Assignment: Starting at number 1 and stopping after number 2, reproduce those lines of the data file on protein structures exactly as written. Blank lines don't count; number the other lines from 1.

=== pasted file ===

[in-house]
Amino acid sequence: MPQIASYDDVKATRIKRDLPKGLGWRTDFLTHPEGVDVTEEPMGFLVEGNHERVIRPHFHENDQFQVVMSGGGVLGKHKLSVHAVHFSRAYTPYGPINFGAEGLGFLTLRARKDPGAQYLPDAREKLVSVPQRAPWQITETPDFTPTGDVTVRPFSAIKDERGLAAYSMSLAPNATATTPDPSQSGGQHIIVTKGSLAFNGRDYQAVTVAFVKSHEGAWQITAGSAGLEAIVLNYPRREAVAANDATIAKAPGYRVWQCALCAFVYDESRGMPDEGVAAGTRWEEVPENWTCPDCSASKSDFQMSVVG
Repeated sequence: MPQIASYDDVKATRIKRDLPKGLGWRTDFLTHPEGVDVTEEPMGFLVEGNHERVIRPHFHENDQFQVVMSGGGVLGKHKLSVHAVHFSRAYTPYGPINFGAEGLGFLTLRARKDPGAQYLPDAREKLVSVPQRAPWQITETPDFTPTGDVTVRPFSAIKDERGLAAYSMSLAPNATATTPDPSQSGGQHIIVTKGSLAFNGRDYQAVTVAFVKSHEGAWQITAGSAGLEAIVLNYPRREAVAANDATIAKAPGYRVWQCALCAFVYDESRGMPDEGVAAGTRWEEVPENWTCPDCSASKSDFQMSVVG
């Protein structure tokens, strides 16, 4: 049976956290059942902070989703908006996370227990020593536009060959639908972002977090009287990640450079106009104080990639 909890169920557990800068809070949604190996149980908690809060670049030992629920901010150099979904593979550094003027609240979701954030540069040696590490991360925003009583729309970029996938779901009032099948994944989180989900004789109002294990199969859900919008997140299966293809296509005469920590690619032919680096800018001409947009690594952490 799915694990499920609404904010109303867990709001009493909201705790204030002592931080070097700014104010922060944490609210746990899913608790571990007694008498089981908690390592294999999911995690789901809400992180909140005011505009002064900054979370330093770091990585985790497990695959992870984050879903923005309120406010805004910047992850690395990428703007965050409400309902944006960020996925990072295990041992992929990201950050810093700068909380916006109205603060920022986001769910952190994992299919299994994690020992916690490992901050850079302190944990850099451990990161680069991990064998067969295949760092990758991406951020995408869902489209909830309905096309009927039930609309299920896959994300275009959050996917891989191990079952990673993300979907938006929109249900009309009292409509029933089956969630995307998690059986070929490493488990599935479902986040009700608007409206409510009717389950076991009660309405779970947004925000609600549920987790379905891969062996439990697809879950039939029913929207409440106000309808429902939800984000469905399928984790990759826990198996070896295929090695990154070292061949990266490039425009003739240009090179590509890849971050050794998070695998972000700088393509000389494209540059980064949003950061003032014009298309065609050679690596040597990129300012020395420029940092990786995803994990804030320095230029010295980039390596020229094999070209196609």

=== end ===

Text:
[in-house]
Amino acid sequence: MPQIASYDDVKATRIKRDLPKGLGWRTDFLTHPEGVDVTEEPMGFLVEGNHERVIRPHFHENDQFQVVMSGGGVLGKHKLSVHAVHFSRAYTPYGPINFGAEGLGFLTLRARKDPGAQYLPDAREKLVSVPQRAPWQITETPDFTPTGDVTVRPFSAIKDERGLAAYSMSLAPNATATTPDPSQSGGQHIIVTKGSLAFNGRDYQAVTVAFVKSHEGAWQITAGSAGLEAIVLNYPRREAVAANDATIAKAPGYRVWQCALCAFVYDESRGMPDEGVAAGTRWEEVPENWTCPDCSASKSDFQMSVVG